Hush

Hush: Don’t gamble on acoustics in schools

  • 24 Aug 2022

With the link between excessive noise in classrooms and poor educational outcomes very well established in studies around the world, everyone involved in the design, specification and fit-out of schools and colleges has a responsibility to ensure their solutions deliver the right acoustic environment to prevent failing our children. Hush Acoustics has more…

From head teachers, school governors and budget holders to architects, building consultants, contractors and specialist sub-contractors, every stakeholder in school development and refurbishment projects needs to be aware of where the potential acoustic failings lie in order to achieve the best possible results for teaching and learning. 

Poor acoustic conditions are usually caused due to three issues, which will affect different teaching spaces to varying degrees depending on the construction of the building, its internal décor, fit out and location:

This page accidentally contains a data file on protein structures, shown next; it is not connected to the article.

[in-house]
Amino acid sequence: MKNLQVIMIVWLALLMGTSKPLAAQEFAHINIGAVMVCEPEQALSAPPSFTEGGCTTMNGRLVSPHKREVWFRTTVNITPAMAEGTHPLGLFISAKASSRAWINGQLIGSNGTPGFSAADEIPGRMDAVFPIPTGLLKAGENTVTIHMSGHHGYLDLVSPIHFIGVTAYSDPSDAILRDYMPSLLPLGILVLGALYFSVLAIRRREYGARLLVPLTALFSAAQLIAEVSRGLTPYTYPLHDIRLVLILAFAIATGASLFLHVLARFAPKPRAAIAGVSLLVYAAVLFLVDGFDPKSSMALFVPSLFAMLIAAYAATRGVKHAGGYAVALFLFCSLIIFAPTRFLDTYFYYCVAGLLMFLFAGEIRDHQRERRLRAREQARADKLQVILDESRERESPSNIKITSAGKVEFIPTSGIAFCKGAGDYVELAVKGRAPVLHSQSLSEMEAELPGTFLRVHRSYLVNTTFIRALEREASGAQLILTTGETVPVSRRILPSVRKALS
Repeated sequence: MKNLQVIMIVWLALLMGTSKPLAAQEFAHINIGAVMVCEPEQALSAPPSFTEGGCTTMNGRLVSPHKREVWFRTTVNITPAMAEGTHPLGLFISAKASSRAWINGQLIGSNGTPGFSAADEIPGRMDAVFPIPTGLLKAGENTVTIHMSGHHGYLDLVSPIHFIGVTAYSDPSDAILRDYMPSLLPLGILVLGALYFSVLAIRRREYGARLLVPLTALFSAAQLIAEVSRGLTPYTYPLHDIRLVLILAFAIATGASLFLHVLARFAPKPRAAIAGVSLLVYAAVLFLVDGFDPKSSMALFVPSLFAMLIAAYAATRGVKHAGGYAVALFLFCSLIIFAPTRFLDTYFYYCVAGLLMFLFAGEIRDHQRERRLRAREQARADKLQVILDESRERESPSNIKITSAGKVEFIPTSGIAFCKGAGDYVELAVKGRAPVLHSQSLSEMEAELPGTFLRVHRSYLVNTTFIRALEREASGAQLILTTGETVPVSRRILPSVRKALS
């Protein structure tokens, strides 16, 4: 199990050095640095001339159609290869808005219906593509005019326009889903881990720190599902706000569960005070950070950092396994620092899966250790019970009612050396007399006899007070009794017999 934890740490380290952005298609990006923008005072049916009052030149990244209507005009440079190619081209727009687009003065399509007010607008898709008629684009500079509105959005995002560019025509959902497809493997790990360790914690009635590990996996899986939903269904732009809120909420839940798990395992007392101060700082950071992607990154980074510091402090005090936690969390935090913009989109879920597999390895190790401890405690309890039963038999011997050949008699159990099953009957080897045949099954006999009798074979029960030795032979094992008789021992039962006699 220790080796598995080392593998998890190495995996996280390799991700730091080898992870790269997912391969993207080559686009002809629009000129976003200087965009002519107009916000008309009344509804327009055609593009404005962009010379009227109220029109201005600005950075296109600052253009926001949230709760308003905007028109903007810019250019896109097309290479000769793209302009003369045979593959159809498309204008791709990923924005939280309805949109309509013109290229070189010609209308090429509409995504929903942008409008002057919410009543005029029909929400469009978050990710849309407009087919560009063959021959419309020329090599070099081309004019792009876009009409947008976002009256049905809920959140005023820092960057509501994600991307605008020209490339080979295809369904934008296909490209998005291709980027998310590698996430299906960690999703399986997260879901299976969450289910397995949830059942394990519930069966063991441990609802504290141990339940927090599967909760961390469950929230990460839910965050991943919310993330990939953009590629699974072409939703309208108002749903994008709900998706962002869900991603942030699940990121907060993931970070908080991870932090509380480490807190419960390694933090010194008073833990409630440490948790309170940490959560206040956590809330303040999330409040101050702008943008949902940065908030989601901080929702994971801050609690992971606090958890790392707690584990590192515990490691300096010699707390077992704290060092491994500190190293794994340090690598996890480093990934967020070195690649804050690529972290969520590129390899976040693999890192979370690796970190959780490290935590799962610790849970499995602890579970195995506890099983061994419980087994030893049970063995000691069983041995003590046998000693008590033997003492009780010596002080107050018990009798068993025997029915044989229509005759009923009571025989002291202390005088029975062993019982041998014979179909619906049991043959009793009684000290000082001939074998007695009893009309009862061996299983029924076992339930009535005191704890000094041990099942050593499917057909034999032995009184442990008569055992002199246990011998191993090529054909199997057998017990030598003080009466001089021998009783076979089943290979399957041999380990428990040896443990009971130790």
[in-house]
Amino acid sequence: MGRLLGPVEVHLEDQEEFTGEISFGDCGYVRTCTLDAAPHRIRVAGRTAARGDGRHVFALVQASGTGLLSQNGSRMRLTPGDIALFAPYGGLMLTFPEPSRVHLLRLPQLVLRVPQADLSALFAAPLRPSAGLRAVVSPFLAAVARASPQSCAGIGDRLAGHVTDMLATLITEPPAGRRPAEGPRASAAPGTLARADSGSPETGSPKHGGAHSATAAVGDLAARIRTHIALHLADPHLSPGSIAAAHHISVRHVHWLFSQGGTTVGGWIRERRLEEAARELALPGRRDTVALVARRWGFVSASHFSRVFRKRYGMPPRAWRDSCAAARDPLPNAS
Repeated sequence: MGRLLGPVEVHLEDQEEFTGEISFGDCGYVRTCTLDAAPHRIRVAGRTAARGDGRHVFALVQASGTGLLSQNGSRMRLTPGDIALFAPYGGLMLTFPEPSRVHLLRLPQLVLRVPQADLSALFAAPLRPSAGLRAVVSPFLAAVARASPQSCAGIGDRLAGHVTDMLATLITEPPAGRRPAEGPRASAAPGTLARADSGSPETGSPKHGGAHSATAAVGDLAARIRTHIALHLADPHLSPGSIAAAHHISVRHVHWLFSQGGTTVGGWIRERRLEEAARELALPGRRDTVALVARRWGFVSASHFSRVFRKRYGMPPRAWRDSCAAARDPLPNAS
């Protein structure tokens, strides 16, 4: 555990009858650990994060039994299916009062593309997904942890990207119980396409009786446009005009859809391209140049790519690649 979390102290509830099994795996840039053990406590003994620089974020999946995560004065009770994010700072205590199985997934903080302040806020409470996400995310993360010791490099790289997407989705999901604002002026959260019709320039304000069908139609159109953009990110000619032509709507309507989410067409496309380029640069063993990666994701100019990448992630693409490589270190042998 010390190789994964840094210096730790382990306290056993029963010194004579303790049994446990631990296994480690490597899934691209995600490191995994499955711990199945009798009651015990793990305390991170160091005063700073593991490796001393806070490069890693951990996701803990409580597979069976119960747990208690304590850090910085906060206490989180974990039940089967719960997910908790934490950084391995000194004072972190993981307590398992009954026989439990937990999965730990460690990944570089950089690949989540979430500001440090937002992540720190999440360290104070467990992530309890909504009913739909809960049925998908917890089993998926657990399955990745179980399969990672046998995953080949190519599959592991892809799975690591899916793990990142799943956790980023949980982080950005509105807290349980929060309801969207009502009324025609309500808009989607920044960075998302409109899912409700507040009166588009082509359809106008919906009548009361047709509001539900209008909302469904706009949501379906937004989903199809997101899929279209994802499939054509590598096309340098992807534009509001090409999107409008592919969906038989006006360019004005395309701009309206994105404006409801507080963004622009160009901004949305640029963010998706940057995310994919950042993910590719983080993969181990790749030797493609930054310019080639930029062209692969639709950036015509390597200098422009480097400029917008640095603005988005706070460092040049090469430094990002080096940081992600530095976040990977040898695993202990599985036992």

External noise 

This could be noise from a busy nearby road, factory, airport or railway line. Typical solutions include replacing the windows, adding secondary glazing or upgrading the soundproofing capability of external walls – essentially making the walls more capable of blocking external noise sources.

Noise from adjoining rooms

If the school building is constructed with thin or low density walls and floors, noise will easy transmit between rooms. The good news is that there are numerous solutions available to address this type of sound transmission which can be tailored to the type of floor, ceiling or wall construction.

Reverberation

This is what causes high levels of background noise, also referred to as ambient noise, and it is one of the most serious acoustic issues affecting schools. It is caused by sound waves bouncing off hard surfaces, such as wooden floors, plastered walls and furniture, resulting in often unbearably high levels of noise within a room. 

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The solution is to add sound absorption which takes the form of wall and ceiling mounted sound absorber panels, strategically placed.

Achieving acoustic designs that work

Soundproofing and acoustic control can be a complex area, with no ‘one size fits all’ approach ever possible because of the different materials used to construct school buildings, different room sizes and the huge variety of interiors.